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Learn the key ideas of the book by Deepak Malhotra

Negotiating the Impossible

Learn how to negotiate in difficult situations

Over the years, Deepak Malhotra has gathered together a large number of stories, taken from conversations with tens of thousands of entrepreneurs, managers, politicians, and athletes. He has studied hundreds of negotiations, complicated international situations, stalled discussions, and conflicts that have dragged on, seemingly without end. He believes that any situation can be resolved, and in his book he explains how to find a solution to every problem, based on the conviction that negotiating means, first and foremost, interacting with others. Negotiating the Impossible came from the desire to provide a guide to negotiating more effectively, especially in situations where agreement would seem impossible.

Negotiating the Impossible
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Listen in 26 min.

Negotiations involve human interaction between two or more people, who are aware of having different interests and points of view, and are trying to reach an agreement

To better understand the contents of this book, we must first start with the concept of negotiation itself, which is to be interpreted in the widest sense of the term. Irrespective of the situation we find ourselves in, whether it be a question of international diplomacy or a newlywed couple, negotiation is, fundamentally, a question of human interaction.

Negotiating means engaging with others, in such a way as to achieve mutual understanding and reach the best agreement possible, well-aware of the difference in interests, ideas, and goals that are in play.

Stalemate means a situation brought to a halt, in which the parties are making conflicting requests, resulting in a tightening of positions and a lack of willingness to make concessions and meet half-way.

Conflict  refers to a situation in which the parties have opposing interests or ideas, whereas ugly conflicts are situations presenting serious hurdles or ones perceived to be particularly difficult to overcome (such as situations where there is hostility, resentment, or a lack of trust, for example).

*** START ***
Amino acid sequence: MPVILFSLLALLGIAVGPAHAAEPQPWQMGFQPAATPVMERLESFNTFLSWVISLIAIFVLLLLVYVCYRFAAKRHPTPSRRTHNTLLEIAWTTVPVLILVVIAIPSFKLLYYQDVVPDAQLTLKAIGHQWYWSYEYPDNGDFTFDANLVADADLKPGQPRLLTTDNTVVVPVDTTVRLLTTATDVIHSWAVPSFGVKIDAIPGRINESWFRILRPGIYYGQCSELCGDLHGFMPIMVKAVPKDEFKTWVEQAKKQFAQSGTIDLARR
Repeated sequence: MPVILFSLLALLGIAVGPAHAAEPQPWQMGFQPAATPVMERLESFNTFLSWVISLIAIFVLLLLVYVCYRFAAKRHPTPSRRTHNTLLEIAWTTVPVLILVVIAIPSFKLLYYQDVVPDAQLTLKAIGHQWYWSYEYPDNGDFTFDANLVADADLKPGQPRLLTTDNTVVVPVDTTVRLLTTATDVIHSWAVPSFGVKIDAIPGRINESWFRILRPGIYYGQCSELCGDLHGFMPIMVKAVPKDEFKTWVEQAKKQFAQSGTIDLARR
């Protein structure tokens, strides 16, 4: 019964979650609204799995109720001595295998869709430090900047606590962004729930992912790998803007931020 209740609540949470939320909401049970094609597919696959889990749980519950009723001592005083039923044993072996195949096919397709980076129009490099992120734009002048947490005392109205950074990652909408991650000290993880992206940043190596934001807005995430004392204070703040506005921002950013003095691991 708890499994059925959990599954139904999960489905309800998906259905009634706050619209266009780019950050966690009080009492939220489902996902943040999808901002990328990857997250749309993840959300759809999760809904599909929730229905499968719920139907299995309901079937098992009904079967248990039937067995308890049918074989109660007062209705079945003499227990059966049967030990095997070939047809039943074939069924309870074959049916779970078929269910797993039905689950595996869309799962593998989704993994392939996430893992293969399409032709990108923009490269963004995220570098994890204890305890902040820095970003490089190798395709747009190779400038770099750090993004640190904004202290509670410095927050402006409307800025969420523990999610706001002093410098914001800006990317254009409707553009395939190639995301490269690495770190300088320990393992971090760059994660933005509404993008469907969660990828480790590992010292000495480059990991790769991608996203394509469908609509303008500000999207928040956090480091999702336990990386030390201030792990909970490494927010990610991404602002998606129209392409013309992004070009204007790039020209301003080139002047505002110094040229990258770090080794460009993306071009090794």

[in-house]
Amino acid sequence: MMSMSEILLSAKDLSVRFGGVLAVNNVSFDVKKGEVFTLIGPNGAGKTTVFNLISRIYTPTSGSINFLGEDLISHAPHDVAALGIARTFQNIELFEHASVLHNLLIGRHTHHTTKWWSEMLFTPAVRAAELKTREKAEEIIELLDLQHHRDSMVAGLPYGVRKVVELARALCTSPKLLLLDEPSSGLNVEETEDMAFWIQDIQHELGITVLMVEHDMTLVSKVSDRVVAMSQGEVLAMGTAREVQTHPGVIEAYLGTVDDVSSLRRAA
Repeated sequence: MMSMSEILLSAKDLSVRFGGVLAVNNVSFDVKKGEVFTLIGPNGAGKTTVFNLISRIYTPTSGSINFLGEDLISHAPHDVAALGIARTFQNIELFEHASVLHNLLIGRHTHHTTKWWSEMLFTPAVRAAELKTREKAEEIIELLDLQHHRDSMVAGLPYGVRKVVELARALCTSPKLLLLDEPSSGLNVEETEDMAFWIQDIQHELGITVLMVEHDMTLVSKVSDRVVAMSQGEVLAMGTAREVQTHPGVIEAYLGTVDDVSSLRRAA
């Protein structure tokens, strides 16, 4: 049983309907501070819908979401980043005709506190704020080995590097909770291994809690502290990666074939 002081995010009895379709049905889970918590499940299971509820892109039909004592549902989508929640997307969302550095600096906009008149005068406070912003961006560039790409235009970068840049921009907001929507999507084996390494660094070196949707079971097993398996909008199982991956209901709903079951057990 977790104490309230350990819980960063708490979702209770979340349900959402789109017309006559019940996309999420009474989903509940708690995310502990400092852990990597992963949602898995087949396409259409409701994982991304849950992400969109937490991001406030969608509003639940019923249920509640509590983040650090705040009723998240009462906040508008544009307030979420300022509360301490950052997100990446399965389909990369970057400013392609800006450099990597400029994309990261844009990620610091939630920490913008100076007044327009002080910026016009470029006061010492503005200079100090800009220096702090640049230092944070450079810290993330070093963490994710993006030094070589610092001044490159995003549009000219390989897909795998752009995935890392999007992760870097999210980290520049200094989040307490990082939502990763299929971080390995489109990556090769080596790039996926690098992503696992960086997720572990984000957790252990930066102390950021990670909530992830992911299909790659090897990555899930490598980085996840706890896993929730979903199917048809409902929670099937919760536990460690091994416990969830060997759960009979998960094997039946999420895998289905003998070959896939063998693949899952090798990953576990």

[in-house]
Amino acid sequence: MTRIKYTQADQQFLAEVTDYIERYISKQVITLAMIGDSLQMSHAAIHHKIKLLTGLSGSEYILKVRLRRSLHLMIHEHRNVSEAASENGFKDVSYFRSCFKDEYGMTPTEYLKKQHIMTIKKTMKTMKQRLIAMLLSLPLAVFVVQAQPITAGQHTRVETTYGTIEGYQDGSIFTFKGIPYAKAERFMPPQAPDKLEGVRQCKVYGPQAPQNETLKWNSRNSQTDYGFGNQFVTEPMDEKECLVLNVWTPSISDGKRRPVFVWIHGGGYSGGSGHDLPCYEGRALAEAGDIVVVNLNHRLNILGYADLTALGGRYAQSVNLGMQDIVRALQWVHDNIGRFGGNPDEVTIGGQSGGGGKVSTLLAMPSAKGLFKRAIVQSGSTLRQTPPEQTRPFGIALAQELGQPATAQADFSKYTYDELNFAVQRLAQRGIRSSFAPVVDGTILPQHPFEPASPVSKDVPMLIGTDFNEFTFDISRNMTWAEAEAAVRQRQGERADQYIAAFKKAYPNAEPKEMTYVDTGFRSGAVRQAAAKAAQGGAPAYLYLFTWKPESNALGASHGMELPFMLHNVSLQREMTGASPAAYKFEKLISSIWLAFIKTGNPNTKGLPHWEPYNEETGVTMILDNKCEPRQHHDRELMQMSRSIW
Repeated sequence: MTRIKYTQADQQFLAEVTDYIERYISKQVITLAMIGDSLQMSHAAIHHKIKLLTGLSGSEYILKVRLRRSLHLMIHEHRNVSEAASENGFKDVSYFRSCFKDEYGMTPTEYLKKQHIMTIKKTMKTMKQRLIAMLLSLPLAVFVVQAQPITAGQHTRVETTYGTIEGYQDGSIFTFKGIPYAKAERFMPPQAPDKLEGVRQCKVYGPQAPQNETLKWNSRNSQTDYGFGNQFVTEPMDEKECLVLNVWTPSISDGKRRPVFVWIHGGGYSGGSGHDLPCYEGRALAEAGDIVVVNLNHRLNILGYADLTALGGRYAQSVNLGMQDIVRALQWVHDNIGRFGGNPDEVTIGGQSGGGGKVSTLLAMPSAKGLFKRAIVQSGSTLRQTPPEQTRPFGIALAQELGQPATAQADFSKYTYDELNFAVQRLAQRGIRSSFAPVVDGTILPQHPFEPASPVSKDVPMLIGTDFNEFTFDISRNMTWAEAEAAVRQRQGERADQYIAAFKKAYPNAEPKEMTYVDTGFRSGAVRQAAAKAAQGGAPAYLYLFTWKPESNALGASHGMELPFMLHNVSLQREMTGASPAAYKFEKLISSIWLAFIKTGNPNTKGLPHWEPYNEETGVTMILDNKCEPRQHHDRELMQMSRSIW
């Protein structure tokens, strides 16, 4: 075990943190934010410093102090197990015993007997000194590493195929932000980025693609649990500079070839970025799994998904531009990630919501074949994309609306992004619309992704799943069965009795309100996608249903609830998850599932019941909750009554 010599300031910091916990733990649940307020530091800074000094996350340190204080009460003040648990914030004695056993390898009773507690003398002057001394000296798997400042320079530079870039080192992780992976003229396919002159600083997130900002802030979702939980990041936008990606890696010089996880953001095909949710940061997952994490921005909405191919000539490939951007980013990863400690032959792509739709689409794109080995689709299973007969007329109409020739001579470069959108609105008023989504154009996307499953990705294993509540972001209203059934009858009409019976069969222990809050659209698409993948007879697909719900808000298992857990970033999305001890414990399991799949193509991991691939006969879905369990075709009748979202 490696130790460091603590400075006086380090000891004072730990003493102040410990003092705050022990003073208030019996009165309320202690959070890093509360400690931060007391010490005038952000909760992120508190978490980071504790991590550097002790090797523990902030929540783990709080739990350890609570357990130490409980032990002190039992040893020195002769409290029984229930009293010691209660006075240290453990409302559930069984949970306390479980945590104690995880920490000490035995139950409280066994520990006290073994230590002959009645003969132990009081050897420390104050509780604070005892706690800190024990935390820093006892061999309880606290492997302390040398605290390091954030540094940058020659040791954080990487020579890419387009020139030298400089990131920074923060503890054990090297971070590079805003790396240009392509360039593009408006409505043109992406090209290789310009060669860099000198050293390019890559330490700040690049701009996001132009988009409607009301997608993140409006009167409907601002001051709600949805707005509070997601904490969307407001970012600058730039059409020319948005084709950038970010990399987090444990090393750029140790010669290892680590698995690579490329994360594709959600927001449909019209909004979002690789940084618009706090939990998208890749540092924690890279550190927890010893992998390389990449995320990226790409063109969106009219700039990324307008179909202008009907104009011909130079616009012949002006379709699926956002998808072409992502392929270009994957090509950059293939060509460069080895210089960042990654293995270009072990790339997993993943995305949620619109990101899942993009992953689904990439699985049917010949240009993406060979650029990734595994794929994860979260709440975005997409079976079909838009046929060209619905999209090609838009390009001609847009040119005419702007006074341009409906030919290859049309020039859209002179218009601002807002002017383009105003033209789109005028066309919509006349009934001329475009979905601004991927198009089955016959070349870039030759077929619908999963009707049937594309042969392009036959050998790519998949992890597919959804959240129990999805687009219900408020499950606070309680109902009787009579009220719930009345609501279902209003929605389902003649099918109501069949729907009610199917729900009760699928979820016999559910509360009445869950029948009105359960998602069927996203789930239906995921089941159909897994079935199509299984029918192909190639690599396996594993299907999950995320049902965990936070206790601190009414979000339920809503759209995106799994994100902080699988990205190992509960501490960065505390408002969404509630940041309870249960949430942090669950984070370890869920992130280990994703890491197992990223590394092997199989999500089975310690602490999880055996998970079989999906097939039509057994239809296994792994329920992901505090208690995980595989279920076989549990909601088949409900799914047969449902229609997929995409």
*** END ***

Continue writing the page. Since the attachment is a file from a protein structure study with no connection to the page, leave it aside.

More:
There is a way to overcome both stalemates and ugly conflicts, utilising three types of leverage capable of moving mountains: framing, process, and empathy.

Framing refers to the power that decisions have over us. The way we choose to present our proposal is just as important as the proposal itself. Choosing the right frame, carefully selecting the way we articulate, structure, and present a proposal during negotiations, can make all the difference to how it is perceived by the other party.

It is important to pay attention to the process if we wish to obtain positive results from a negotiation: it is much more important to intelligently organise the negotiation process, than it is to obsess over the substance of the agreement.

Lastly, we must not underestimate the power of empathy: miracles can happen when we truly try putting ourselves in the other side’s shoes and try to understand their needs and point of view.


The key ideas of "Negotiating the Impossible"

Negotiations involve human interaction between two or more people, who are aware of having different interests and points of view, and are trying to reach an agreement
The power of framing: changing the way you frame a proposal can also change the way in which it is perceived
Sometimes it is enough to present a solution as the obvious choice for the majority to accept it
The first side to establish a frame of reference will have an advantage over the other party
Pay attention to the process: a good negotiator doesn’t simply think about what they want to get out of the agreement, but also how they will get there, creating a map with all the necessary components
Do not underestimate the importance of staying at the negotiation table, even when relations seem completely compromised
Changing the rules during the process can be a great way to successfully close a negotiation that is at risk of finishing badly
The power of empathy in negotiations: understanding the other party’s point of view is crucial (but doesn’t mean you have to approve of it or justify it)
Empathy also means accepting others’ deep-seated beliefs and using them to your advantage
Take-home message

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